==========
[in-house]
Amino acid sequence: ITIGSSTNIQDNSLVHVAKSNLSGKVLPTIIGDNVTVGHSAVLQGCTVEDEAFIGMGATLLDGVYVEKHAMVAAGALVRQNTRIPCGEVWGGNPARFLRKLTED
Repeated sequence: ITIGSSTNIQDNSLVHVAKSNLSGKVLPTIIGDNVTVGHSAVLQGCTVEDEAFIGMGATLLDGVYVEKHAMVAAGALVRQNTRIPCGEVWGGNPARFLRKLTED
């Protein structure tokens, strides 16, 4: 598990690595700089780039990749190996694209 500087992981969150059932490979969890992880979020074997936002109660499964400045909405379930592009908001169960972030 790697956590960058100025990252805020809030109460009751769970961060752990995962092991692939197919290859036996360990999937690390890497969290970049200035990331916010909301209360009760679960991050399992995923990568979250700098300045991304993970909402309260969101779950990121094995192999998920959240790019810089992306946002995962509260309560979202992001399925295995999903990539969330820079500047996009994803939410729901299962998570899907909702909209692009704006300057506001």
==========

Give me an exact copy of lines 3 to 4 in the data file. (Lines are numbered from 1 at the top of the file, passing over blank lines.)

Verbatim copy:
Repeated sequence: ITIGSSTNIQDNSLVHVAKSNLSGKVLPTIIGDNVTVGHSAVLQGCTVEDEAFIGMGATLLDGVYVEKHAMVAAGALVRQNTRIPCGEVWGGNPARFLRKLTED
């Protein structure tokens, strides 16, 4: 598990690595700089780039990749190996694209 500087992981969150059932490979969890992880979020074997936002109660499964400045909405379930592009908001169960972030 790697956590960058100025990252805020809030109460009751769970961060752990995962092991692939197919290859036996360990999937690390890497969290970049200035990331916010909301209360009760679960991050399992995923990568979250700098300045991304993970909402309260969101779950990121094995192999998920959240790019810089992306946002995962509260309560979202992001399925295995999903990539969330820079500047996009994803939410729901299962998570899907909702909209692009704006300057506001």